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Examination of the shoulder
The work or the late Dr James Cyriax was based on 3 principles.
While today we recognise that not all pain is of organic origin, the majority of patients seen in general practice and in hospital Physiotherapy departments will have an organic root to their symptoms.
Pain originating in the soft tissues may appear at some distance from the source. The lack of objective findings through radiology or laboratory investigation adds to the problem of localising a lesion.
Cyriax spent his life pursuing the origin of soft tissue pain and dysfunction, ultimately devising a system of examination for the moving structures, based upon their function rather than palpation.
Pain is a noxious sensory experience dependent upon many factors. It is localised in the sensory cortex and qualified in the thalamus. Pain is appreciated segmentally and thus localisation of pain from a deep structure is dependent upon its embryological derivation.
The shoulder is derived from the fifth cervical segment and therefore refers pain into the C5 dermatome. The acromio-clavicular joint is a C4 structure and refers pain into the C4 dermatome.
The extent of reference is governed by a number of factors.
The shoulder is deep and proximal in the C5 dermatome, hence it can potentially refer pain a great distance. Conversely the acromio-clavicular joint is a superficial structure at the distal end of the dermatome causing it to give rise to accurate, local pain
Typically pain of gleno-humeral origin is felt in the upper arm, often at the insertion of the deltoid. Severe shoulder problems can cause pain to radiate as far as the radial side of the wrist.
Other potential sources of pain at the shoulder need to be eliminated (angina, pleuritic pain or neck pain.)
Pain behaves in a predictable manner. There are several 'rules of referral'
The exception to the rules of referred pain is the dura mater which will give rise to extrasegmental referred pain.
Cyriax categorised the moving structures into:
Inert structures are tested by placing them under maximum possible stretch i.e. passive movement.
Contractile structures are tested by Static resisted Contraction. This places the contractile mechanism under stress with the joint in Mid Position to avoid stretching the inert structures.
End feel is the type of resistance to further joint movement at its limit of range, as felt by an examiner. The end feel is characteristic for each normal joint and pathological change will tend to alter the end feel.
eg. Flexion at the elbow is limited by the soft tissue apposition of forearm & biceps, extension is limited by a hard bony block and forearm pronation/supination is limited by a leathery ligamentous feel. Osteoarthrosis will change the soft end feel of flexion to an atypical hard end feel. Other abnormal end feels exist such as 'Spasm, springy, empty etc.' each of which has a particular significance at a given joint.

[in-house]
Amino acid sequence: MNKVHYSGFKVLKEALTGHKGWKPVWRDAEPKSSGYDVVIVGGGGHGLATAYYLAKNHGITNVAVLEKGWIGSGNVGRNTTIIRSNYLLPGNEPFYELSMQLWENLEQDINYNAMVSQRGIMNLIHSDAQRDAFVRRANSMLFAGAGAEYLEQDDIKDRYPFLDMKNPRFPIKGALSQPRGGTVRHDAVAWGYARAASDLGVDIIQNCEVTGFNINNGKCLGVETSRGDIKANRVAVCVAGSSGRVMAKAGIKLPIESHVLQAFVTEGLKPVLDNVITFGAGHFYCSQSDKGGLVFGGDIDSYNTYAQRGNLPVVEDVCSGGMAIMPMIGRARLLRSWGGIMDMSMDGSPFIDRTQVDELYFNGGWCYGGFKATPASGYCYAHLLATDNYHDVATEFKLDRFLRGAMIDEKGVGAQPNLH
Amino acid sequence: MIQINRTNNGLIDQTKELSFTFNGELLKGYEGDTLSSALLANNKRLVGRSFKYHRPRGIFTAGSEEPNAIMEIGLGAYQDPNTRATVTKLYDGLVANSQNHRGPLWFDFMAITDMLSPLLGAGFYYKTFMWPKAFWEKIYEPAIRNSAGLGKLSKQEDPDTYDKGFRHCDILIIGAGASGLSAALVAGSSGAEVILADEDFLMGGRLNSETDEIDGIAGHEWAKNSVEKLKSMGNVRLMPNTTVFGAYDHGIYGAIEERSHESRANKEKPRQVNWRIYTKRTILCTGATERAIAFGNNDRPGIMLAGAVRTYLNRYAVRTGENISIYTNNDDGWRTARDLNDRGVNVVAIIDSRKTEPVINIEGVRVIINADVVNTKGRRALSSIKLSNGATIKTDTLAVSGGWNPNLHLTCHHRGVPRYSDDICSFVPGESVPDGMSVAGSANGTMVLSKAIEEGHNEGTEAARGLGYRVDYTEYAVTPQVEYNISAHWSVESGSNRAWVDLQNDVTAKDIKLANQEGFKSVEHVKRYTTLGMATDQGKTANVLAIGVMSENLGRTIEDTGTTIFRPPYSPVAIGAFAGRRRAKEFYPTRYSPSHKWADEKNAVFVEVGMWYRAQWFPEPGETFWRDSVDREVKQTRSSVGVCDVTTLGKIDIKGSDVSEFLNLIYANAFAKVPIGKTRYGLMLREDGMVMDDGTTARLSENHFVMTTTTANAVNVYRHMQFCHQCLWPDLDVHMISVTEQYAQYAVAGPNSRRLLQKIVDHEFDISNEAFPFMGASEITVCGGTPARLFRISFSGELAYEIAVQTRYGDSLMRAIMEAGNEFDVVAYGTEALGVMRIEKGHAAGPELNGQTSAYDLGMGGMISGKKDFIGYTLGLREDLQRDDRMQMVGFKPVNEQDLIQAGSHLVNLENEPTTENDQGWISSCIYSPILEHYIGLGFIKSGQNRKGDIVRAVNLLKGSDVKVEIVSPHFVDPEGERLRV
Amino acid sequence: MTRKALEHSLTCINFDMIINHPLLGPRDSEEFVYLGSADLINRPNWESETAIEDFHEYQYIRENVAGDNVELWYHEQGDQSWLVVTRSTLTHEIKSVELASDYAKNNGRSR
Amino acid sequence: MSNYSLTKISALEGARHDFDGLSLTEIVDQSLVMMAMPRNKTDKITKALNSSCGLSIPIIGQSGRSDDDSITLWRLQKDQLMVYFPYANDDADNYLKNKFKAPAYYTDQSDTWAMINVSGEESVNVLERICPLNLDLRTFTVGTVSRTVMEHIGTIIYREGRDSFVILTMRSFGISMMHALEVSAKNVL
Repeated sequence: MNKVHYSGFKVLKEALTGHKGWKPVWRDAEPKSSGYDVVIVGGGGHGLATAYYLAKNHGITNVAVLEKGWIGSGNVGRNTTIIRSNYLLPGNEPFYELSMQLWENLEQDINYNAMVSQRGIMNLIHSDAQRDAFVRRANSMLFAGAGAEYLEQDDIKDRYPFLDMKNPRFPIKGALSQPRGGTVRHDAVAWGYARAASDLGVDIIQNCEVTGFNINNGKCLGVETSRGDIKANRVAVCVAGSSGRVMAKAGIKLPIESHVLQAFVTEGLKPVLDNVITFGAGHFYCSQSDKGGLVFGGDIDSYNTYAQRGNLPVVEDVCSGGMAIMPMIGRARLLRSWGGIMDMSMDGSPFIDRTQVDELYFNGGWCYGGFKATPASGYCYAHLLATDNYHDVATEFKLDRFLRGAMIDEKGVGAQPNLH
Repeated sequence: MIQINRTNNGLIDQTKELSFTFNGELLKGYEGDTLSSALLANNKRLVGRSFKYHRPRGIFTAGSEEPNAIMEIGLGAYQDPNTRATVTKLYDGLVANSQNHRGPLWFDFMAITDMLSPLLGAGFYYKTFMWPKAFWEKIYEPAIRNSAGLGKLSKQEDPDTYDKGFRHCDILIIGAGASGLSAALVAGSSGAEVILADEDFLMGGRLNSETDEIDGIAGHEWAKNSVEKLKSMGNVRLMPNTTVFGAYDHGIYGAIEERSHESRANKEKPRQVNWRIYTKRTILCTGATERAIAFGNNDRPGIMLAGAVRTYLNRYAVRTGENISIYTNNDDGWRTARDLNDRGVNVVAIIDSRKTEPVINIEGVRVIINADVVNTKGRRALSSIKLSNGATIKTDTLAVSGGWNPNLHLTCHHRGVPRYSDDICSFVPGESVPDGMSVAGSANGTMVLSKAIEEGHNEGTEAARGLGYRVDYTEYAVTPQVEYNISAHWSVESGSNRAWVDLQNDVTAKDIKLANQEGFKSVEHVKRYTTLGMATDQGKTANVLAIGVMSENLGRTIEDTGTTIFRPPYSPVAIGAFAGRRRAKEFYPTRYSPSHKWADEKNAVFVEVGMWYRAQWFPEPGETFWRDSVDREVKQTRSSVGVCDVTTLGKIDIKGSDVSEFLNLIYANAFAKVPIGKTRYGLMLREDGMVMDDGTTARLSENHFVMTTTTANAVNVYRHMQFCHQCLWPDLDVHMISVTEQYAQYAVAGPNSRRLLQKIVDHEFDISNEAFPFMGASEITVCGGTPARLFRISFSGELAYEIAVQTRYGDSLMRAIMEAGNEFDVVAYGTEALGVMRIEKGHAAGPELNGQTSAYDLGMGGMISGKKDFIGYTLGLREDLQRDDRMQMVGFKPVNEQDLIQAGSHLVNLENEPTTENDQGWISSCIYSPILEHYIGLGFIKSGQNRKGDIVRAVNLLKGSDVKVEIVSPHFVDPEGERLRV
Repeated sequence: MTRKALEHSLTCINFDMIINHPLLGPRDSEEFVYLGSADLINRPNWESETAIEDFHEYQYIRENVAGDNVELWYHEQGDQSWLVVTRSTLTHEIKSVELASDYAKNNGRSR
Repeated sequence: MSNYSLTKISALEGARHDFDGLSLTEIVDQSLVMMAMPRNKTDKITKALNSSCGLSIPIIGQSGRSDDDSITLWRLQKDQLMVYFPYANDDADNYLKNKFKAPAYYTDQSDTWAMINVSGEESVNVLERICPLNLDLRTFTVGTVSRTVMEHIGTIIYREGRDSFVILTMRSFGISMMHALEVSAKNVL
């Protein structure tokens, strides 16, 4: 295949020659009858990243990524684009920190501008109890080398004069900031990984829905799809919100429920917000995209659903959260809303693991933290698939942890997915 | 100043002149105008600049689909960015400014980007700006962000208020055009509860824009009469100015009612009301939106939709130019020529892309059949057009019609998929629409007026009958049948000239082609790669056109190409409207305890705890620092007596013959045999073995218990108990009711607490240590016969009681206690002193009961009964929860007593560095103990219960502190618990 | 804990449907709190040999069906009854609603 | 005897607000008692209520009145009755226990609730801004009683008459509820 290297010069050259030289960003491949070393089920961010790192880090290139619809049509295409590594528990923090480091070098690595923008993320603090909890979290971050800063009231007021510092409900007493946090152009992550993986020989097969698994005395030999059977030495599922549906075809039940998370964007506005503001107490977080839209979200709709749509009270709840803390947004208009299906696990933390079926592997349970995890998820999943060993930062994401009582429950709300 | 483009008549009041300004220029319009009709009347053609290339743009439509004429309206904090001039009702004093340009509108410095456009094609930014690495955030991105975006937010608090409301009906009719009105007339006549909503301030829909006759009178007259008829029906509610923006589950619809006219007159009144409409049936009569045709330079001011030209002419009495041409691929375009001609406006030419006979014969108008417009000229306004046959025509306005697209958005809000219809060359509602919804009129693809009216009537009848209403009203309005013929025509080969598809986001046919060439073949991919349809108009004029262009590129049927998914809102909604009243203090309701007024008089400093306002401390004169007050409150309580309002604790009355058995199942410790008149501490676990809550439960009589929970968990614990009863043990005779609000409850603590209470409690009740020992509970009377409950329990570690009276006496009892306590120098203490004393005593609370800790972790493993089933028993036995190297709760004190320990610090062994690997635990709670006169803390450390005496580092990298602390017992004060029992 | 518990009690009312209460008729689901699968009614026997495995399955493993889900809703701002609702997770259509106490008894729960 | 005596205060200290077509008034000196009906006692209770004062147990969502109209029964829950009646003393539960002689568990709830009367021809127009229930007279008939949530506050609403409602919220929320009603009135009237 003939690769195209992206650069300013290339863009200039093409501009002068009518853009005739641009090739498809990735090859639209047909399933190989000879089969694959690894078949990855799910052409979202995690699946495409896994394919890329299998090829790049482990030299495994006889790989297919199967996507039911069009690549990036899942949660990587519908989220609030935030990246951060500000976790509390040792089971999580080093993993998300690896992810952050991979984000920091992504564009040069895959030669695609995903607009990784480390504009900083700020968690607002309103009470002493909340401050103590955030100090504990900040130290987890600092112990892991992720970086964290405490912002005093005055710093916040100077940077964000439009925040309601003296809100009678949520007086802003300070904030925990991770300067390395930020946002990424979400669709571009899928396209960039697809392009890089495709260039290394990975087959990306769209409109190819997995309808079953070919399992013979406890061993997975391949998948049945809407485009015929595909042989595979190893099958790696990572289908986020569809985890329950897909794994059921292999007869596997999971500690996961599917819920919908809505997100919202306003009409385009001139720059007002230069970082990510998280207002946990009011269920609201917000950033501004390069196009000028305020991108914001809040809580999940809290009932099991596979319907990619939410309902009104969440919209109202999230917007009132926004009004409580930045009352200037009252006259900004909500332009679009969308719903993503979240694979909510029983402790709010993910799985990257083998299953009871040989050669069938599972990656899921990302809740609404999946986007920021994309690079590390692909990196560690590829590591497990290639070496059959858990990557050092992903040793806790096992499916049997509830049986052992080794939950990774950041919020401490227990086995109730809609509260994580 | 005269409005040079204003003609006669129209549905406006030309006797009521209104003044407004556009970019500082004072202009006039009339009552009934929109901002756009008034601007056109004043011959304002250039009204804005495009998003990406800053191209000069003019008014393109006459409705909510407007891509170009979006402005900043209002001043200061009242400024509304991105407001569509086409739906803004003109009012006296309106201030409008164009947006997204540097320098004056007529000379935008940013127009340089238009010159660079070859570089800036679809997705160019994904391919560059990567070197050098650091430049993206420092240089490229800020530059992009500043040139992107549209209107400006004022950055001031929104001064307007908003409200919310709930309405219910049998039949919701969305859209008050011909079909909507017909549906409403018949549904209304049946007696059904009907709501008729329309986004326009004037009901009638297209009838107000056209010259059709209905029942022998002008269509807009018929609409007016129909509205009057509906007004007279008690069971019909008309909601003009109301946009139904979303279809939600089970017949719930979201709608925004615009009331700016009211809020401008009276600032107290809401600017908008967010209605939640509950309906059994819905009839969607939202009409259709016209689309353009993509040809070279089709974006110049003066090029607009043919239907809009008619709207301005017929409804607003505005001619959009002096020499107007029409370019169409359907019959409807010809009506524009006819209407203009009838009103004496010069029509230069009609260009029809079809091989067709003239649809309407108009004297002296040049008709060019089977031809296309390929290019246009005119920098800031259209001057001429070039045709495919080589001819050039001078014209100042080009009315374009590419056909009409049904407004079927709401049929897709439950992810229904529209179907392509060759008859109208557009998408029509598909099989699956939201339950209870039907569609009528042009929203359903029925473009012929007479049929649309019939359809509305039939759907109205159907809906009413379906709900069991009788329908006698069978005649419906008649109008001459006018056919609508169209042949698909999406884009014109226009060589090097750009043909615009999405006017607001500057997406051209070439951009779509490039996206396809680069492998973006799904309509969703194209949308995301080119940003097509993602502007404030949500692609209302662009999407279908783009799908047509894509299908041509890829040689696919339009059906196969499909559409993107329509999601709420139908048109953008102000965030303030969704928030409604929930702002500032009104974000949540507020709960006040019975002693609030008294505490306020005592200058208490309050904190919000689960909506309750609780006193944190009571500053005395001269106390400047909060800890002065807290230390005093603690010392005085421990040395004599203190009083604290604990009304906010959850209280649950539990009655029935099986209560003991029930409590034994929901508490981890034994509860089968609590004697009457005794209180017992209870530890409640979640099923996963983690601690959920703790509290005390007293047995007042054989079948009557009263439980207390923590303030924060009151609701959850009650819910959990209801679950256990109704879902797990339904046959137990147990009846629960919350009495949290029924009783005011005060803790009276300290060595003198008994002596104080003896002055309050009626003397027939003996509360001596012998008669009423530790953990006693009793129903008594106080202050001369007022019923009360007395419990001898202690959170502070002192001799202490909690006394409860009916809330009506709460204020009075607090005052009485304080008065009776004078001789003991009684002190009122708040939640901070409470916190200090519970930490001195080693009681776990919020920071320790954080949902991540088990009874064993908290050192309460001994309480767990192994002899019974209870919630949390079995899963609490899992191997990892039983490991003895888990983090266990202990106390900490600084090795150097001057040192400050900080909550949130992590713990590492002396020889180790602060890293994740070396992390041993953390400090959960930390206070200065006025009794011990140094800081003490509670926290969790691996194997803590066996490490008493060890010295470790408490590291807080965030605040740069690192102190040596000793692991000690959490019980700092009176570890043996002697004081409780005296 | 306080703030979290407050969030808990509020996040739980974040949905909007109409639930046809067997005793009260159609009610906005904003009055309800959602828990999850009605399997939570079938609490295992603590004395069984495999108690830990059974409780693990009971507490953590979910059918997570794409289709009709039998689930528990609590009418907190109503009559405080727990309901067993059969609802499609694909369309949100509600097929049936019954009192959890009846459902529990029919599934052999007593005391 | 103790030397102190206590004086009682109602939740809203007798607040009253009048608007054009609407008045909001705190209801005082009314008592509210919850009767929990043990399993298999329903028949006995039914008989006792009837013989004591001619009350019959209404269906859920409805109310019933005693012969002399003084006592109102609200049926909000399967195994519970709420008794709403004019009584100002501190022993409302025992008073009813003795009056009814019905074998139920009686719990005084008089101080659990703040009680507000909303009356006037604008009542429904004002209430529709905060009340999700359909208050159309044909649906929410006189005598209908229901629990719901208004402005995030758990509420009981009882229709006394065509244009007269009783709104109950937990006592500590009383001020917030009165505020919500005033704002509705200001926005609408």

This section concerns the gleno-humeral joint alone, hence the movements at the scapulo-thoracic junction are not addressed.
Cyriax noticed that a joint will tend to adopt a particular proportion of limited movement when affected by inflammation of whatever cause. The degree varies according to the severity of the condition, but the proportion remains constant for any given joint. All shoulders are alike and all hips are alike, but a shoulder will be different from a hip.
The Capsular pattern at the shoulder is lateral rotation most limited: gleno—humeral abduction next most limited: medial rotation least limited.
Movement may still be restricted, but in a non-capsular pattern. This means that something other than the joint is affected, eg. Chronic sub-deltoid Bursitis, which will restrict all movements by about 10°.
This is not a diagnosis but a localising sign. There are 4 common causes of a painful arc at the shoulder joint. All involve soft tissues being pinched between the humerus and the underside of the acromion.
The shoulder is a complex of joints Involving the scapulo-thoracic joint, the acromio & sterno-clavicular joints and the gleno-humeral joint itself.
The gleno-humeral joint itself is a cup & saucer joint, which relies upon the muscles of the rotator cuff for its stability.
Elevation of the arm is a combination of 90° gleno-humeral abduction, 60° scapulo-thoracic rotation and 30° of gleno-humeral adduction. Thus even in the totally ankylosed shoulder, there should be 60° apparent abduction.
The main muscles acting upon the shoulder are:
|infraspinatus||(primary lateral rotator)|
|teres minor||(secondary lateral rotator)|
|subscapularis||(primary medial rotator)|
|pectoralis major||(primary adductor, secondary medial rotator)|
|latissimus dorsi||(primary adductor, secondary medial rotator)|
|teres major||(primary adductor, secondary medial rotator)|
|biceps brachii||(elbow flexor & supinator)|
The sub-acromial bursa lies deep to the acromion and allows free gliding of the structures attached to the head of the humerus under the bony arch.
The last 3 questions determine the irritability of the joint.
Preliminary examination of the forequarter
As pain could be referred from the neck, it is important to eliminate a cervical origin for the symptoms.
All Six movements should be full & painfree if the neck is normal.
The shoulder joint - findings on examination